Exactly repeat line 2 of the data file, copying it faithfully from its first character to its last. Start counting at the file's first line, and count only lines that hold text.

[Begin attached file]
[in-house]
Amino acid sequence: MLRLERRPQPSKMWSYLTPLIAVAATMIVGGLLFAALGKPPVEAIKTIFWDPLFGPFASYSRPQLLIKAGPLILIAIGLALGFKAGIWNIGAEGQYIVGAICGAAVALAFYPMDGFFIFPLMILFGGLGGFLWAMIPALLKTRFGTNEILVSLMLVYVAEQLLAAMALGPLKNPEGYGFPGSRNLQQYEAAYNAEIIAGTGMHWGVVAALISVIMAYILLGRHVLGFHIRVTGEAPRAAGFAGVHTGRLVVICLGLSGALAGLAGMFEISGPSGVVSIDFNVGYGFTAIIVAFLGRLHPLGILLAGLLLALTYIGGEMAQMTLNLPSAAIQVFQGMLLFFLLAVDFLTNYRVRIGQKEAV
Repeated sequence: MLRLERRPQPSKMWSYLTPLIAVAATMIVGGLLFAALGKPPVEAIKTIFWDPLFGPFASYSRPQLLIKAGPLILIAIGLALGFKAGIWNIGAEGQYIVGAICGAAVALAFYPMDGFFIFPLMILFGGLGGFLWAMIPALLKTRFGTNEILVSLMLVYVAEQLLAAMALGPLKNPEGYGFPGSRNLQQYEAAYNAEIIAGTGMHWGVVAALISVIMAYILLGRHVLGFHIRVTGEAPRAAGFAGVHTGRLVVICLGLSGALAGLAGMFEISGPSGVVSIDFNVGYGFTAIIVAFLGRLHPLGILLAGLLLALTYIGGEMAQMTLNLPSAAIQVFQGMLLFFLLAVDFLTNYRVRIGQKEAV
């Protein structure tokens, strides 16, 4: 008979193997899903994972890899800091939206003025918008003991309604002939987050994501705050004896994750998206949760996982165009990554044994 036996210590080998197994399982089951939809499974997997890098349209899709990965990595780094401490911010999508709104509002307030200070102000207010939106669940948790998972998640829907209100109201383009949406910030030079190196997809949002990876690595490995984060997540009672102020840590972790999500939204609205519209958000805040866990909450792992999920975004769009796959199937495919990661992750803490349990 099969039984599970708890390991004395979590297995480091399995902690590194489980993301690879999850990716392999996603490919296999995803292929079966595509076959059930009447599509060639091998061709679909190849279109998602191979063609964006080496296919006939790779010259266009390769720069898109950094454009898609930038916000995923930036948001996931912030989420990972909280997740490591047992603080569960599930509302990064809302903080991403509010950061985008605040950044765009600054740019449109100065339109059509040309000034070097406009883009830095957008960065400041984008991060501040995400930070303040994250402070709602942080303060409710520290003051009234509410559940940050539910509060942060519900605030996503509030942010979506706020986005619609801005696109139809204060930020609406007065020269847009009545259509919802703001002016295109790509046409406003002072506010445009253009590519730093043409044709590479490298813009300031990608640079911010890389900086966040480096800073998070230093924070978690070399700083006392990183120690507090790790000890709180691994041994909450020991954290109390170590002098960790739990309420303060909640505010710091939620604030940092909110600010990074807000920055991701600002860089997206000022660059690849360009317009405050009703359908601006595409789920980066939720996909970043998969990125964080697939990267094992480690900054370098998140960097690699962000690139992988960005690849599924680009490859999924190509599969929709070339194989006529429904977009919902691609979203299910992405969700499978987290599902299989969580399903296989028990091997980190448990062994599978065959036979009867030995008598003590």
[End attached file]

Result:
Amino acid sequence: MLRLERRPQPSKMWSYLTPLIAVAATMIVGGLLFAALGKPPVEAIKTIFWDPLFGPFASYSRPQLLIKAGPLILIAIGLALGFKAGIWNIGAEGQYIVGAICGAAVALAFYPMDGFFIFPLMILFGGLGGFLWAMIPALLKTRFGTNEILVSLMLVYVAEQLLAAMALGPLKNPEGYGFPGSRNLQQYEAAYNAEIIAGTGMHWGVVAALISVIMAYILLGRHVLGFHIRVTGEAPRAAGFAGVHTGRLVVICLGLSGALAGLAGMFEISGPSGVVSIDFNVGYGFTAIIVAFLGRLHPLGILLAGLLLALTYIGGEMAQMTLNLPSAAIQVFQGMLLFFLLAVDFLTNYRVRIGQKEAV